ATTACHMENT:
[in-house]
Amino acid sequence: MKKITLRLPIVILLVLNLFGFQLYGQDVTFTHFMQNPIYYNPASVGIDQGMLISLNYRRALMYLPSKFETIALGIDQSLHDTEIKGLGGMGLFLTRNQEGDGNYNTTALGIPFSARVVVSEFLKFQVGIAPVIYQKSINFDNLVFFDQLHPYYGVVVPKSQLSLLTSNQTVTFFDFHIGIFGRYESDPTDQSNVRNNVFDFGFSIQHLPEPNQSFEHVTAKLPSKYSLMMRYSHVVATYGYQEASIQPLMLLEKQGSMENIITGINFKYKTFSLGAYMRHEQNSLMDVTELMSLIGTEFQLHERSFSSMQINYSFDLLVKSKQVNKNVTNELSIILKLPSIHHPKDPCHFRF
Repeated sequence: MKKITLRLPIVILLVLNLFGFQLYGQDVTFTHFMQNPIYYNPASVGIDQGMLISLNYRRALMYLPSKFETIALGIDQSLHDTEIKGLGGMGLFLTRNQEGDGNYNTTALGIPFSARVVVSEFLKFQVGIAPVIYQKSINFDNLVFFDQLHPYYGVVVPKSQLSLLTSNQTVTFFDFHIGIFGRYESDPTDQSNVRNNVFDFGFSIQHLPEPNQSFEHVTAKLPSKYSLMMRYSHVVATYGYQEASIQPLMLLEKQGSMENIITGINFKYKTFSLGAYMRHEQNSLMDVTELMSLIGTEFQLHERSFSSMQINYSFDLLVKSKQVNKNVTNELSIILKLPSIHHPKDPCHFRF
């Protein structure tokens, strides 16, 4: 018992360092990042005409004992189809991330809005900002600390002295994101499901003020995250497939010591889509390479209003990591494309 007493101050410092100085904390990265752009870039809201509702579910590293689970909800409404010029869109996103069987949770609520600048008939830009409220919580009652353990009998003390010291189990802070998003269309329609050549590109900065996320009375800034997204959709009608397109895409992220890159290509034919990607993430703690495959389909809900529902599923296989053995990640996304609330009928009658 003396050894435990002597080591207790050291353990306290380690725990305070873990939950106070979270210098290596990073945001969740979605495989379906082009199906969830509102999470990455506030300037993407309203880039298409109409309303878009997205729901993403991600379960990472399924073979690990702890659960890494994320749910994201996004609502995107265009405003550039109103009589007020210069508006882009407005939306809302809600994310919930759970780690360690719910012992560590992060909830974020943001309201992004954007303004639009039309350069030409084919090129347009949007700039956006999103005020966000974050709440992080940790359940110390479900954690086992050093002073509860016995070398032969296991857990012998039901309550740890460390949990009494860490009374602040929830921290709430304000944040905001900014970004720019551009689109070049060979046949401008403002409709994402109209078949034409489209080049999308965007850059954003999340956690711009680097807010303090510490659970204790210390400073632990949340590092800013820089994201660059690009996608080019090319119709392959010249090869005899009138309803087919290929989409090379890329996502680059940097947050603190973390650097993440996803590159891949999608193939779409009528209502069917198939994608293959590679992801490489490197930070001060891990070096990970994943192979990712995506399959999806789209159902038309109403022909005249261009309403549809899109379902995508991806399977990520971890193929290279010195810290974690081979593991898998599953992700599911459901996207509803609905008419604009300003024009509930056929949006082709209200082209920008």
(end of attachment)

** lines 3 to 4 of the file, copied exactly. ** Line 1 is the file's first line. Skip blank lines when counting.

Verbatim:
Repeated sequence: MKKITLRLPIVILLVLNLFGFQLYGQDVTFTHFMQNPIYYNPASVGIDQGMLISLNYRRALMYLPSKFETIALGIDQSLHDTEIKGLGGMGLFLTRNQEGDGNYNTTALGIPFSARVVVSEFLKFQVGIAPVIYQKSINFDNLVFFDQLHPYYGVVVPKSQLSLLTSNQTVTFFDFHIGIFGRYESDPTDQSNVRNNVFDFGFSIQHLPEPNQSFEHVTAKLPSKYSLMMRYSHVVATYGYQEASIQPLMLLEKQGSMENIITGINFKYKTFSLGAYMRHEQNSLMDVTELMSLIGTEFQLHERSFSSMQINYSFDLLVKSKQVNKNVTNELSIILKLPSIHHPKDPCHFRF
């Protein structure tokens, strides 16, 4: 018992360092990042005409004992189809991330809005900002600390002295994101499901003020995250497939010591889509390479209003990591494309 007493101050410092100085904390990265752009870039809201509702579910590293689970909800409404010029869109996103069987949770609520600048008939830009409220919580009652353990009998003390010291189990802070998003269309329609050549590109900065996320009375800034997204959709009608397109895409992220890159290509034919990607993430703690495959389909809900529902599923296989053995990640996304609330009928009658 003396050894435990002597080591207790050291353990306290380690725990305070873990939950106070979270210098290596990073945001969740979605495989379906082009199906969830509102999470990455506030300037993407309203880039298409109409309303878009997205729901993403991600379960990472399924073979690990702890659960890494994320749910994201996004609502995107265009405003550039109103009589007020210069508006882009407005939306809302809600994310919930759970780690360690719910012992560590992060909830974020943001309201992004954007303004639009039309350069030409084919090129347009949007700039956006999103005020966000974050709440992080940790359940110390479900954690086992050093002073509860016995070398032969296991857990012998039901309550740890460390949990009494860490009374602040929830921290709430304000944040905001900014970004720019551009689109070049060979046949401008403002409709994402109209078949034409489209080049999308965007850059954003999340956690711009680097807010303090510490659970204790210390400073632990949340590092800013820089994201660059690009996608080019090319119709392959010249090869005899009138309803087919290929989409090379890329996502680059940097947050603190973390650097993440996803590159891949999608193939779409009528209502069917198939994608293959590679992801490489490197930070001060891990070096990970994943192979990712995506399959999806789209159902038309109403022909005249261009309403549809899109379902995508991806399977990520971890193929290279010195810290974690081979593991898998599953992700599911459901996207509803609905008419604009300003024009509930056929949006082709209200082209920008």